The Fokker C.VII-W was a reconnaissance seaplane built in the Netherlands in the late 1920s. Sharing elements of the highly successful C.V design, the C.VII-W was a conventional, single-bay biplane with wings of unequal span braced with N-struts. The undercarriage consisted of a standard twin-pontoon arrangement, and the fin and rudder continued through to the ventral side of the fuselage, creating a cruciform tail. The pilot and observer sat in tandem, open cockpits. The wing structure was wooden with fabric and plywood covering, and the fuselage was of steel tube construction with fabric covering.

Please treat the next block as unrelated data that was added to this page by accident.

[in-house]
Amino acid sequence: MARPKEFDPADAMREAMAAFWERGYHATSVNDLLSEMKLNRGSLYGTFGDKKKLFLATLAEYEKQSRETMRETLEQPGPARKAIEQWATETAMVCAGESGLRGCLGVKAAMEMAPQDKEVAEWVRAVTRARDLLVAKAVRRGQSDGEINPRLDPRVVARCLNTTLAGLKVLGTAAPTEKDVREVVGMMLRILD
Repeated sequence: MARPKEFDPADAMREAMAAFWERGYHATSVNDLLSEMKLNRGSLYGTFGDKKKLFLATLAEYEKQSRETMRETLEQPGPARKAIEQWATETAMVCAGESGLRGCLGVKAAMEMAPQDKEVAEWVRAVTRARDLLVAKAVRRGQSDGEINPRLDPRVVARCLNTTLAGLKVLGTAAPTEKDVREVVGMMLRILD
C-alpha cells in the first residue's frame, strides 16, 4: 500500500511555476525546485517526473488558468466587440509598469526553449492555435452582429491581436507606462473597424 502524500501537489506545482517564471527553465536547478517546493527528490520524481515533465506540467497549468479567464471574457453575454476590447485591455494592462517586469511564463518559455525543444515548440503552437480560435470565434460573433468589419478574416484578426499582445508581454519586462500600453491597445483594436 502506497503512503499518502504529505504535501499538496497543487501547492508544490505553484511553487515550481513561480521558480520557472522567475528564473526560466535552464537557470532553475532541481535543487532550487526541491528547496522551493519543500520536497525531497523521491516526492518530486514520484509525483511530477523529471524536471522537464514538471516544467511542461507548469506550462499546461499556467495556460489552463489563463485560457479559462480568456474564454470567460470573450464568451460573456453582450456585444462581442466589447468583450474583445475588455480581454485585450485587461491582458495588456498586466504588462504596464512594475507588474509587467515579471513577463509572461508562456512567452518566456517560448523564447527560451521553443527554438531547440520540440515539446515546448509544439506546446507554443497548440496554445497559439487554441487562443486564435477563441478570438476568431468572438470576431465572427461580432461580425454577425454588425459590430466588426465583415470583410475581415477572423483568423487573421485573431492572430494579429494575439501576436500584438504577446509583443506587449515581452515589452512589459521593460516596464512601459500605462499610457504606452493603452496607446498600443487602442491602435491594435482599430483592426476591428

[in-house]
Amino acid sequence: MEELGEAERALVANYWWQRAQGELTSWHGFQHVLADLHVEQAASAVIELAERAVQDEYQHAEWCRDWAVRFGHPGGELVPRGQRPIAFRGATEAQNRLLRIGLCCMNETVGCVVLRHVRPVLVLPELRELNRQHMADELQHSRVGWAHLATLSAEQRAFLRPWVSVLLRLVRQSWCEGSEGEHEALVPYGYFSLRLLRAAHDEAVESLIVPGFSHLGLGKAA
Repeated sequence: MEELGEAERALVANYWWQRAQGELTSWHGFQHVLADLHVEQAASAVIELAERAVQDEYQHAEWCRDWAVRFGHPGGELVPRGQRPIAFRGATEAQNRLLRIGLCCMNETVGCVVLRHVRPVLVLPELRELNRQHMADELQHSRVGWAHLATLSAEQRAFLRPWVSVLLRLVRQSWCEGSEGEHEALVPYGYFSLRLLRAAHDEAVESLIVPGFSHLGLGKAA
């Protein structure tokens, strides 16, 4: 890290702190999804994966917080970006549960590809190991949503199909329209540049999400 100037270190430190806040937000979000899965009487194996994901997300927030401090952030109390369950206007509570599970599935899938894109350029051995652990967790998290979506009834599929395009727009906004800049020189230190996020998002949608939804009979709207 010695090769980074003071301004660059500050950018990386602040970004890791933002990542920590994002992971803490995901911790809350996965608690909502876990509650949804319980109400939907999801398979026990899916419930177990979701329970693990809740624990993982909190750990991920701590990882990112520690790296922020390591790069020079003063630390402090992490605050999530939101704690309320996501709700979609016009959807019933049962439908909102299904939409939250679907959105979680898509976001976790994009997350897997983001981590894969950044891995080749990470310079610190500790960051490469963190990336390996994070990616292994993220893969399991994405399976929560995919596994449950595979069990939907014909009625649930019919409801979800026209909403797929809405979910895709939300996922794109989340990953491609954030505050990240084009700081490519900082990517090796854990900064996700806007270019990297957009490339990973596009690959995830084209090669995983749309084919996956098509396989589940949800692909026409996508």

The first twelve of the thirty examples produced were sent to the Dutch East Indies, with the rest remaining in the Netherlands. The type was withdrawn from front-line service in 1940, but some machines remained active in the East Indies as trainers until the Japanese invasion in 1942.